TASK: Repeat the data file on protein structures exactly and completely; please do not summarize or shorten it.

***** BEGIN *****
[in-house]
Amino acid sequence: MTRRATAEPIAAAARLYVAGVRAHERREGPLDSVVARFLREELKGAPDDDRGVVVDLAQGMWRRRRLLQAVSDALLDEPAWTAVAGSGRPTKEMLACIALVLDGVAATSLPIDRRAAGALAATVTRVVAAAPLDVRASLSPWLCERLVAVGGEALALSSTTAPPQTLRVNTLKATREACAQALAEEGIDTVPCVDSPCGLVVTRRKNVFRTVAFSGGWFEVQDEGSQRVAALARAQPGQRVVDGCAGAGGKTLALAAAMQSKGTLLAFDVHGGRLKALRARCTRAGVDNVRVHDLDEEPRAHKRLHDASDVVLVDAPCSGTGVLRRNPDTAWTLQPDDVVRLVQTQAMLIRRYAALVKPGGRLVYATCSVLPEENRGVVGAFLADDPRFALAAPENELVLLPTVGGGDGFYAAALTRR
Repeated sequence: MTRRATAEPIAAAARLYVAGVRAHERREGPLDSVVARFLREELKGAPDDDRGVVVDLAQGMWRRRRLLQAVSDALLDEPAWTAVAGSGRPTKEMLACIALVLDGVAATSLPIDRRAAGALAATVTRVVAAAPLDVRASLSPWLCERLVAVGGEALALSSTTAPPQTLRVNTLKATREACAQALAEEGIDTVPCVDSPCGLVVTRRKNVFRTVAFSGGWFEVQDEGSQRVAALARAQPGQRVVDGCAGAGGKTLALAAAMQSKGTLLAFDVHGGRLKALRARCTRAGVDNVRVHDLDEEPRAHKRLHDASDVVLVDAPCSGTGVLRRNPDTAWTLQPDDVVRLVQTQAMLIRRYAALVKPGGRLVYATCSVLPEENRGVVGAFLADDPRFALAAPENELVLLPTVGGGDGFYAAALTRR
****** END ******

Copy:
[in-house]
Amino acid sequence: MTRRATAEPIAAAARLYVAGVRAHERREGPLDSVVARFLREELKGAPDDDRGVVVDLAQGMWRRRRLLQAVSDALLDEPAWTAVAGSGRPTKEMLACIALVLDGVAATSLPIDRRAAGALAATVTRVVAAAPLDVRASLSPWLCERLVAVGGEALALSSTTAPPQTLRVNTLKATREACAQALAEEGIDTVPCVDSPCGLVVTRRKNVFRTVAFSGGWFEVQDEGSQRVAALARAQPGQRVVDGCAGAGGKTLALAAAMQSKGTLLAFDVHGGRLKALRARCTRAGVDNVRVHDLDEEPRAHKRLHDASDVVLVDAPCSGTGVLRRNPDTAWTLQPDDVVRLVQTQAMLIRRYAALVKPGGRLVYATCSVLPEENRGVVGAFLADDPRFALAAPENELVLLPTVGGGDGFYAAALTRR
Repeated sequence: MTRRATAEPIAAAARLYVAGVRAHERREGPLDSVVARFLREELKGAPDDDRGVVVDLAQGMWRRRRLLQAVSDALLDEPAWTAVAGSGRPTKEMLACIALVLDGVAATSLPIDRRAAGALAATVTRVVAAAPLDVRASLSPWLCERLVAVGGEALALSSTTAPPQTLRVNTLKATREACAQALAEEGIDTVPCVDSPCGLVVTRRKNVFRTVAFSGGWFEVQDEGSQRVAALARAQPGQRVVDGCAGAGGKTLALAAAMQSKGTLLAFDVHGGRLKALRARCTRAGVDNVRVHDLDEEPRAHKRLHDASDVVLVDAPCSGTGVLRRNPDTAWTLQPDDVVRLVQTQAMLIRRYAALVKPGGRLVYATCSVLPEENRGVVGAFLADDPRFALAAPENELVLLPTVGGGDGFYAAALTRR